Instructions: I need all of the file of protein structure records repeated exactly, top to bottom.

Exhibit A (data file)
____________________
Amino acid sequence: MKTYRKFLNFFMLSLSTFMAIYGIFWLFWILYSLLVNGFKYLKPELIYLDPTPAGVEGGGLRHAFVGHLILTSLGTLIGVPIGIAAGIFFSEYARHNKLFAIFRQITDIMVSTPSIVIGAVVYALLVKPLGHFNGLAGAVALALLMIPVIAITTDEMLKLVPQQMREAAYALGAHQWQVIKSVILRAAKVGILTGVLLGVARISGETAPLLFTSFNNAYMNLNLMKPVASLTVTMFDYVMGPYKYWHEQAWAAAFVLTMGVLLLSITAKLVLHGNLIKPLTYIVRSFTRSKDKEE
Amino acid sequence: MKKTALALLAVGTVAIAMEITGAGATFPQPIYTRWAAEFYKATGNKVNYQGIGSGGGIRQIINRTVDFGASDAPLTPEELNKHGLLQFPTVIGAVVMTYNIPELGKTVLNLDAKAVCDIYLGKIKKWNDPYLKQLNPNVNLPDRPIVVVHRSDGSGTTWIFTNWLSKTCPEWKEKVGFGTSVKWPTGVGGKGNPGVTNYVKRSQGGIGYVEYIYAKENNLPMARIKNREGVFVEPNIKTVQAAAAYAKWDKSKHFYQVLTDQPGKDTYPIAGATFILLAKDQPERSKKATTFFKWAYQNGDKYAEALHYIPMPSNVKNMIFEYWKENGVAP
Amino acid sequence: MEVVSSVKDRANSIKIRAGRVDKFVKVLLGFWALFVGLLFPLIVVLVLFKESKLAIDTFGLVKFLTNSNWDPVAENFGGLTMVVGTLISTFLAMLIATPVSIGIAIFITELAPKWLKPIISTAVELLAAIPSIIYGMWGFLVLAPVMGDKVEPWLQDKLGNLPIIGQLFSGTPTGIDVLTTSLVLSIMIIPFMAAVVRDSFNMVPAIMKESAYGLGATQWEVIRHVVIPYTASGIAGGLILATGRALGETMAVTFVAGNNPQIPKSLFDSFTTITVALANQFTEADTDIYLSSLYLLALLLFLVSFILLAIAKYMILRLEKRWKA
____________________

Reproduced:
Amino acid sequence: MKTYRKFLNFFMLSLSTFMAIYGIFWLFWILYSLLVNGFKYLKPELIYLDPTPAGVEGGGLRHAFVGHLILTSLGTLIGVPIGIAAGIFFSEYARHNKLFAIFRQITDIMVSTPSIVIGAVVYALLVKPLGHFNGLAGAVALALLMIPVIAITTDEMLKLVPQQMREAAYALGAHQWQVIKSVILRAAKVGILTGVLLGVARISGETAPLLFTSFNNAYMNLNLMKPVASLTVTMFDYVMGPYKYWHEQAWAAAFVLTMGVLLLSITAKLVLHGNLIKPLTYIVRSFTRSKDKEE
Amino acid sequence: MKKTALALLAVGTVAIAMEITGAGATFPQPIYTRWAAEFYKATGNKVNYQGIGSGGGIRQIINRTVDFGASDAPLTPEELNKHGLLQFPTVIGAVVMTYNIPELGKTVLNLDAKAVCDIYLGKIKKWNDPYLKQLNPNVNLPDRPIVVVHRSDGSGTTWIFTNWLSKTCPEWKEKVGFGTSVKWPTGVGGKGNPGVTNYVKRSQGGIGYVEYIYAKENNLPMARIKNREGVFVEPNIKTVQAAAAYAKWDKSKHFYQVLTDQPGKDTYPIAGATFILLAKDQPERSKKATTFFKWAYQNGDKYAEALHYIPMPSNVKNMIFEYWKENGVAP
Amino acid sequence: MEVVSSVKDRANSIKIRAGRVDKFVKVLLGFWALFVGLLFPLIVVLVLFKESKLAIDTFGLVKFLTNSNWDPVAENFGGLTMVVGTLISTFLAMLIATPVSIGIAIFITELAPKWLKPIISTAVELLAAIPSIIYGMWGFLVLAPVMGDKVEPWLQDKLGNLPIIGQLFSGTPTGIDVLTTSLVLSIMIIPFMAAVVRDSFNMVPAIMKESAYGLGATQWEVIRHVVIPYTASGIAGGLILATGRALGETMAVTFVAGNNPQIPKSLFDSFTTITVALANQFTEADTDIYLSSLYLLALLLFLVSFILLAIAKYMILRLEKRWKA